Discovery Channel-Great Planes: Grumman F-14 Tomcat (1988)
|Category||Documentary||Main Menu Audio|
|Year Of Production||1988|
|Running Time||44:52 (Case: 60)|
|RSDL / Flipper||No/No||Cast & Crew|
|Region Coding||4||Directed By||None Given|
Magna Home Entertainment
|Pan & Scan/Full Frame||Full Frame||English Dolby Digital 2.0 (224Kb/s)|
|Widescreen Aspect Ratio||None|
|Video Format||576i (PAL)|
|Original Aspect Ratio||1.33:1||Miscellaneous|
|Annoying Product Placement||No|
|Action In or After Credits||No|
For many years, the pre-eminent fighter for the United States Navy was the McDonnell-Douglas F-4 Phantom II. As the 1960s drew to a close though, the aircraft was losing its edge against the newer Soviet fighters, and plans were being made to replace the fighter in the fleet defence role. Now we have all seen the General Dynamics F-111C's of the Royal Australian Air Force haven't we? Big aircraft isn't it? Would you like to believe that the aircraft that was proposed to replace the superlative F-4 Phantom in United States Navy service was the F-111B? That was indeed the proposal and the programme here even features some exceedingly rare footage of the carrier trials of the F-111B. It does not take too much imagination to understand why the aircraft was simply unsuitable to the naval fighter role - size being the obvious one. It was simply too big and too heavy for deployment on aircraft carriers. The F-111B programme was naturally enough cancelled.
The need for a new fleet defence fighter aircraft still existed and long time naval aircraft supplier Grumman Aerospace Corporation came up with an answer. It went by the unglamorous designation of Model 303. Without any formal backing from the United States Navy, Grumman went ahead and built a prototype now designated F-14. It first flew on 21st December, 1970, albeit for only a short time but without incident. Bad weather kept the 'plane on the ground for nine days and its next flight was on 30th December, 1970. This was not so uneventful a flight however, with the aircraft being destroyed in a crash. Not a very auspicious start for the new fighter. Despite the setback, Grumman pushed ahead with a further prototype Slowly but surely, the superlative nature of the new aircraft was demonstrated and on 8th June, 1972 the aircraft commenced carrier trials. It also happened to be doing so under the direct gaze of Congress, who were watching the trials at the same time as making a decision on the funding of the new fighter for the Navy. The go-ahead was given, and the aircraft shortly thereafter became operational with the naval squadrons VF-1 "Wolf Pack" and VF-2 "Bounty Hunters" aboard the USS Enterprise.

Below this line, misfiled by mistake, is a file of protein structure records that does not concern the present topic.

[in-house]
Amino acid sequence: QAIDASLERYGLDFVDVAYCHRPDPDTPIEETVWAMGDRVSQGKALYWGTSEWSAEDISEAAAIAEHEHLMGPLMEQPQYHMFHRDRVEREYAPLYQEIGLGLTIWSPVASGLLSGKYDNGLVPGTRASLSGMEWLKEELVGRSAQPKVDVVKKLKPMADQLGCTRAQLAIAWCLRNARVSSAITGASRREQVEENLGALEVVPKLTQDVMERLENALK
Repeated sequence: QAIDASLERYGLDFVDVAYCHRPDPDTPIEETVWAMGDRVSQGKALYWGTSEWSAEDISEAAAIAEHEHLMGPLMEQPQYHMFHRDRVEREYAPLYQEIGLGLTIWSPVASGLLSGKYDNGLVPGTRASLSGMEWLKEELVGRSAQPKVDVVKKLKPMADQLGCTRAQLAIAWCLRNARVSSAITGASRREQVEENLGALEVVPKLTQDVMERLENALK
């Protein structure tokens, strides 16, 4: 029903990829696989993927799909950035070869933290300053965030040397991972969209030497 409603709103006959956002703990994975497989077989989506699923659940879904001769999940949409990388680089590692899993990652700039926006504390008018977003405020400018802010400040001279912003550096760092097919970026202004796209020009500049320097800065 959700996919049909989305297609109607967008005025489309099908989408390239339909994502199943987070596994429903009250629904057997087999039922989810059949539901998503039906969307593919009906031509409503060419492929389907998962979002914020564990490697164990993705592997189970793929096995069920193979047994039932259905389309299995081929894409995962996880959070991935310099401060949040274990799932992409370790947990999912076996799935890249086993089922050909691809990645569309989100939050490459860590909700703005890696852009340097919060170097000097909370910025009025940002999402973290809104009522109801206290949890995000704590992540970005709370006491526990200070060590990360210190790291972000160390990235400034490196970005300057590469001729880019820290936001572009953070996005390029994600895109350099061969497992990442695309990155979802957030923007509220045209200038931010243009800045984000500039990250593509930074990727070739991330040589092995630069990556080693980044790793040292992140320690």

Whilst the F-14A Tomcat is still a large aircraft, it was specifically designed for the role it was given. The price per aircraft was therefore very large (USD 38 million apiece at least), but looking at the 'plane's capabilities illustrates why the money was well spent. The fleet defence fighter role is very specific: to protect the aircraft carrier and its attendant ships from attack by enemy aircraft. At that time it was the then Soviet Union, and specifically the Tupolev Tu-20 Bear maritime bomber, capable of delivering air-to-surface missiles from well out of range of the other defences of the fleet. The fleet defence fighter was designed to take advantage of a new type of missile - the anti-missile missile, in this instance the new but large Hughes (Raytheon) AIM-54 Phoenix. Officially an air-to-air missile, the Phoenix has the ability to bring down just about anything. The fleet defence fighter was required to carry six of these missiles and be able to engage six different targets at the one time. In November 1973 this ability was demonstrated very clearly. Other weapons carried by the Tomcat include the standard, and very well known and proven, Sidewinder and Sparrow missiles as well as an internal cannon. These weapons gave the aircraft an almost unprecedented ability for a naval fighter.
Despite production having ceased on the roll-out of the last of 712 F-14 aircraft on 20th July, 1992, the aircraft remains the United States Navy's main fleet defence fighter. It is scheduled to be replaced by the McDonnell-Douglas F-18 Super Hornet, with the last aircraft due to be phased out around 2010. Since the F-14 is the only aircraft carrying the AIM-54 Phoenix (itself already out of production), that missile will also be phased out at that time. In its time, the F-14 has been involved in some well-known combat missions, but none more so than the episode over the Gulf Of Sidra when two Sukhoi Su-22 fighters of the Libyan Air Force decided to engage two Tomcats from squadron VF-41 off the USS Nimitz. After being fired upon, the two Tomcats engaged and shot down the two attacking aircraft. The engagement lasted about 44 seconds but was the news of the world that day.
Having spent some time with the F-14A Tomcat aboard the USS John F. Kennedy during visits by that ship to Fremantle, it is indeed a really impressive aircraft. It remains a superb weapons system and represents one of the trifecta of great fighters that entered service with the United States armed forces during the 1970's (the other two being the roughly contemporary McDonnell-Douglas F-15 Eagle and Lockheed Martin F-16 Fighting Falcon) and will continue in service to 2010 and beyond. A deserving aircraft for inclusion in the series but the programme could perhaps have been a lot better.